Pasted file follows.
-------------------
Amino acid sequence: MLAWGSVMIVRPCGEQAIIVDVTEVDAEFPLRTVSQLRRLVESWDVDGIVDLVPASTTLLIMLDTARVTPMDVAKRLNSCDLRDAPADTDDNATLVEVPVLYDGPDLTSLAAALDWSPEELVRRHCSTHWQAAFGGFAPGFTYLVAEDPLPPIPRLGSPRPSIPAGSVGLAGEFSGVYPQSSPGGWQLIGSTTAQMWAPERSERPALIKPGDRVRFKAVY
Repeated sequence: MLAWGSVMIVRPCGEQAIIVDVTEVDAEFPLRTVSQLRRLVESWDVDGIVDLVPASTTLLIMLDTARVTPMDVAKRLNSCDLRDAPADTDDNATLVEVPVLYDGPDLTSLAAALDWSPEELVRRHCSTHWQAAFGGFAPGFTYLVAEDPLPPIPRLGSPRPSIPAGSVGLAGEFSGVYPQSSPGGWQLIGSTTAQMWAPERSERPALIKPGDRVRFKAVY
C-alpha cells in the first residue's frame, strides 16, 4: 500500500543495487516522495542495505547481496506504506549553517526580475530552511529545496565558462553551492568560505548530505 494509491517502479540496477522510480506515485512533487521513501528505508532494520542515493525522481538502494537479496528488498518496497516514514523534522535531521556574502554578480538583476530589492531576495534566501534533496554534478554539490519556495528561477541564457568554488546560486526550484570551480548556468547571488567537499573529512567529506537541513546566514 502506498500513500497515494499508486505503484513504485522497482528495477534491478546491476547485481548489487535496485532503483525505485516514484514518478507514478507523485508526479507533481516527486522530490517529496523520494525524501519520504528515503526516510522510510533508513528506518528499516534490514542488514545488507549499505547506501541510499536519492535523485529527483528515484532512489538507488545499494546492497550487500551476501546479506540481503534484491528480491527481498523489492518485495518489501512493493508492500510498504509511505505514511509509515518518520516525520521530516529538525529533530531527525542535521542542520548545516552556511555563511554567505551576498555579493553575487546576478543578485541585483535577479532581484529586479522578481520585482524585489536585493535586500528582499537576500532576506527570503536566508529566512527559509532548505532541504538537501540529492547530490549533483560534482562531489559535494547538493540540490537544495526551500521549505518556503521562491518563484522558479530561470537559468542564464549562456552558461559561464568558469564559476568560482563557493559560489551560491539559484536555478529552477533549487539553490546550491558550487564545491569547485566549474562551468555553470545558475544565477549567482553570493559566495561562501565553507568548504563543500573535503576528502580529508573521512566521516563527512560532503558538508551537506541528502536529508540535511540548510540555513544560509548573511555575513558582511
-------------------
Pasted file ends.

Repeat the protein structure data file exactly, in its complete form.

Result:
Amino acid sequence: MLAWGSVMIVRPCGEQAIIVDVTEVDAEFPLRTVSQLRRLVESWDVDGIVDLVPASTTLLIMLDTARVTPMDVAKRLNSCDLRDAPADTDDNATLVEVPVLYDGPDLTSLAAALDWSPEELVRRHCSTHWQAAFGGFAPGFTYLVAEDPLPPIPRLGSPRPSIPAGSVGLAGEFSGVYPQSSPGGWQLIGSTTAQMWAPERSERPALIKPGDRVRFKAVY
Repeated sequence: MLAWGSVMIVRPCGEQAIIVDVTEVDAEFPLRTVSQLRRLVESWDVDGIVDLVPASTTLLIMLDTARVTPMDVAKRLNSCDLRDAPADTDDNATLVEVPVLYDGPDLTSLAAALDWSPEELVRRHCSTHWQAAFGGFAPGFTYLVAEDPLPPIPRLGSPRPSIPAGSVGLAGEFSGVYPQSSPGGWQLIGSTTAQMWAPERSERPALIKPGDRVRFKAVY
C-alpha cells in the first residue's frame, strides 16, 4: 500500500543495487516522495542495505547481496506504506549553517526580475530552511529545496565558462553551492568560505548530505 494509491517502479540496477522510480506515485512533487521513501528505508532494520542515493525522481538502494537479496528488498518496497516514514523534522535531521556574502554578480538583476530589492531576495534566501534533496554534478554539490519556495528561477541564457568554488546560486526550484570551480548556468547571488567537499573529512567529506537541513546566514 502506498500513500497515494499508486505503484513504485522497482528495477534491478546491476547485481548489487535496485532503483525505485516514484514518478507514478507523485508526479507533481516527486522530490517529496523520494525524501519520504528515503526516510522510510533508513528506518528499516534490514542488514545488507549499505547506501541510499536519492535523485529527483528515484532512489538507488545499494546492497550487500551476501546479506540481503534484491528480491527481498523489492518485495518489501512493493508492500510498504509511505505514511509509515518518520516525520521530516529538525529533530531527525542535521542542520548545516552556511555563511554567505551576498555579493553575487546576478543578485541585483535577479532581484529586479522578481520585482524585489536585493535586500528582499537576500532576506527570503536566508529566512527559509532548505532541504538537501540529492547530490549533483560534482562531489559535494547538493540540490537544495526551500521549505518556503521562491518563484522558479530561470537559468542564464549562456552558461559561464568558469564559476568560482563557493559560489551560491539559484536555478529552477533549487539553490546550491558550487564545491569547485566549474562551468555553470545558475544565477549567482553570493559566495561562501565553507568548504563543500573535503576528502580529508573521512566521516563527512560532503558538508551537506541528502536529508540535511540548510540555513544560509548573511555575513558582511